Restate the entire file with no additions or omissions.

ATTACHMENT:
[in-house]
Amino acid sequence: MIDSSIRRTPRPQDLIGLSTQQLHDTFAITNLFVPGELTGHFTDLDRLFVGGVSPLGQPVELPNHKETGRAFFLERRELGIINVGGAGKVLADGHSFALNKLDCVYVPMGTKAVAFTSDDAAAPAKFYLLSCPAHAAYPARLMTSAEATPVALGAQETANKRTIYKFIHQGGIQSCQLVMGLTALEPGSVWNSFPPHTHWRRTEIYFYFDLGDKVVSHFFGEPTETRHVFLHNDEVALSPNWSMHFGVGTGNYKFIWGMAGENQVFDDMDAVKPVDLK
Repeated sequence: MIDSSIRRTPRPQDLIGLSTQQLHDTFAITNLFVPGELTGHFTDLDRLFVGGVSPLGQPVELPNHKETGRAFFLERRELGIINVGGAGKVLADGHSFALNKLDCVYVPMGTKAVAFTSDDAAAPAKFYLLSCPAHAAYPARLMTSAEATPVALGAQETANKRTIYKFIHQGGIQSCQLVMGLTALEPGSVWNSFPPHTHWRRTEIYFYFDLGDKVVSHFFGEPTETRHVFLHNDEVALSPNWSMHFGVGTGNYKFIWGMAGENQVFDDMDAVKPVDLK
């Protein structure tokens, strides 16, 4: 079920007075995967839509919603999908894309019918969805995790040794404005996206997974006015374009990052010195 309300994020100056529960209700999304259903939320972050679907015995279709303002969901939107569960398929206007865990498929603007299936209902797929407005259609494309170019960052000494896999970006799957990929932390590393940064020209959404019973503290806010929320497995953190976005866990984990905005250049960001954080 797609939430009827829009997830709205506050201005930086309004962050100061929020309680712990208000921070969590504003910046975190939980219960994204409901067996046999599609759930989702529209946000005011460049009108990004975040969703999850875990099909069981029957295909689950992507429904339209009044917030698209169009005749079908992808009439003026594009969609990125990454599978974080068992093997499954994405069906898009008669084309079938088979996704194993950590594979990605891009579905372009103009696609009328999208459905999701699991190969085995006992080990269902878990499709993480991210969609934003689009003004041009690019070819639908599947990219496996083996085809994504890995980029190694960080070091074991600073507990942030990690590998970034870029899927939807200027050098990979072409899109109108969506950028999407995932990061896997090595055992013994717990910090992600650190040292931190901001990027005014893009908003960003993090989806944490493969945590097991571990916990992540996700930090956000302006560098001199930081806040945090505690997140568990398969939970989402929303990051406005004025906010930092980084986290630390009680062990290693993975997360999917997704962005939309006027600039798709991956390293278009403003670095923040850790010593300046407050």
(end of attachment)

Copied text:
[in-house]
Amino acid sequence: MIDSSIRRTPRPQDLIGLSTQQLHDTFAITNLFVPGELTGHFTDLDRLFVGGVSPLGQPVELPNHKETGRAFFLERRELGIINVGGAGKVLADGHSFALNKLDCVYVPMGTKAVAFTSDDAAAPAKFYLLSCPAHAAYPARLMTSAEATPVALGAQETANKRTIYKFIHQGGIQSCQLVMGLTALEPGSVWNSFPPHTHWRRTEIYFYFDLGDKVVSHFFGEPTETRHVFLHNDEVALSPNWSMHFGVGTGNYKFIWGMAGENQVFDDMDAVKPVDLK
Repeated sequence: MIDSSIRRTPRPQDLIGLSTQQLHDTFAITNLFVPGELTGHFTDLDRLFVGGVSPLGQPVELPNHKETGRAFFLERRELGIINVGGAGKVLADGHSFALNKLDCVYVPMGTKAVAFTSDDAAAPAKFYLLSCPAHAAYPARLMTSAEATPVALGAQETANKRTIYKFIHQGGIQSCQLVMGLTALEPGSVWNSFPPHTHWRRTEIYFYFDLGDKVVSHFFGEPTETRHVFLHNDEVALSPNWSMHFGVGTGNYKFIWGMAGENQVFDDMDAVKPVDLK
């Protein structure tokens, strides 16, 4: 079920007075995967839509919603999908894309019918969805995790040794404005996206997974006015374009990052010195 309300994020100056529960209700999304259903939320972050679907015995279709303002969901939107569960398929206007865990498929603007299936209902797929407005259609494309170019960052000494896999970006799957990929932390590393940064020209959404019973503290806010929320497995953190976005866990984990905005250049960001954080 797609939430009827829009997830709205506050201005930086309004962050100061929020309680712990208000921070969590504003910046975190939980219960994204409901067996046999599609759930989702529209946000005011460049009108990004975040969703999850875990099909069981029957295909689950992507429904339209009044917030698209169009005749079908992808009439003026594009969609990125990454599978974080068992093997499954994405069906898009008669084309079938088979996704194993950590594979990605891009579905372009103009696609009328999208459905999701699991190969085995006992080990269902878990499709993480991210969609934003689009003004041009690019070819639908599947990219496996083996085809994504890995980029190694960080070091074991600073507990942030990690590998970034870029899927939807200027050098990979072409899109109108969506950028999407995932990061896997090595055992013994717990910090992600650190040292931190901001990027005014893009908003960003993090989806944490493969945590097991571990916990992540996700930090956000302006560098001199930081806040945090505690997140568990398969939970989402929303990051406005004025906010930092980084986290630390009680062990290693993975997360999917997704962005939309006027600039798709991956390293278009403003670095923040850790010593300046407050």